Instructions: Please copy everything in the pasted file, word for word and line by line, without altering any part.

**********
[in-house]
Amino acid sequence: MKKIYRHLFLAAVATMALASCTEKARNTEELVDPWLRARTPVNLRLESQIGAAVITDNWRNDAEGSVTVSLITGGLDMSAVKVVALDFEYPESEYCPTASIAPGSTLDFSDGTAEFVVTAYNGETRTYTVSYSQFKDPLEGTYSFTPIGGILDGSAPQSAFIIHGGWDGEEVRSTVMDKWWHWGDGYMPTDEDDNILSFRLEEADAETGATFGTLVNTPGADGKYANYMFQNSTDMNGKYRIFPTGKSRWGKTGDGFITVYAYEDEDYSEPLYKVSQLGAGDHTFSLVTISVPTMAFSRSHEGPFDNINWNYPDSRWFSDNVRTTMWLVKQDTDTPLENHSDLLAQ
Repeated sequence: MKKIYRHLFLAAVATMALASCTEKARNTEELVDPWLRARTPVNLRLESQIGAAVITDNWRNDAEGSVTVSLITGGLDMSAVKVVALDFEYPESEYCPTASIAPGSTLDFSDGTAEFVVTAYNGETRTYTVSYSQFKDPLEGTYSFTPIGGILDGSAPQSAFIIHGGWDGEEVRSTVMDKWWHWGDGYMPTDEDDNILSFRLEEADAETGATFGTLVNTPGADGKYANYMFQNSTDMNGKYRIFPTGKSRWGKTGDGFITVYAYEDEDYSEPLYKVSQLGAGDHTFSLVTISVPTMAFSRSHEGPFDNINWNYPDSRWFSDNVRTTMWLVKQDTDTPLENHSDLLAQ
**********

[in-house]
Amino acid sequence: MKKIYRHLFLAAVATMALASCTEKARNTEELVDPWLRARTPVNLRLESQIGAAVITDNWRNDAEGSVTVSLITGGLDMSAVKVVALDFEYPESEYCPTASIAPGSTLDFSDGTAEFVVTAYNGETRTYTVSYSQFKDPLEGTYSFTPIGGILDGSAPQSAFIIHGGWDGEEVRSTVMDKWWHWGDGYMPTDEDDNILSFRLEEADAETGATFGTLVNTPGADGKYANYMFQNSTDMNGKYRIFPTGKSRWGKTGDGFITVYAYEDEDYSEPLYKVSQLGAGDHTFSLVTISVPTMAFSRSHEGPFDNINWNYPDSRWFSDNVRTTMWLVKQDTDTPLENHSDLLAQ
Repeated sequence: MKKIYRHLFLAAVATMALASCTEKARNTEELVDPWLRARTPVNLRLESQIGAAVITDNWRNDAEGSVTVSLITGGLDMSAVKVVALDFEYPESEYCPTASIAPGSTLDFSDGTAEFVVTAYNGETRTYTVSYSQFKDPLEGTYSFTPIGGILDGSAPQSAFIIHGGWDGEEVRSTVMDKWWHWGDGYMPTDEDDNILSFRLEEADAETGATFGTLVNTPGADGKYANYMFQNSTDMNGKYRIFPTGKSRWGKTGDGFITVYAYEDEDYSEPLYKVSQLGAGDHTFSLVTISVPTMAFSRSHEGPFDNINWNYPDSRWFSDNVRTTMWLVKQDTDTPLENHSDLLAQ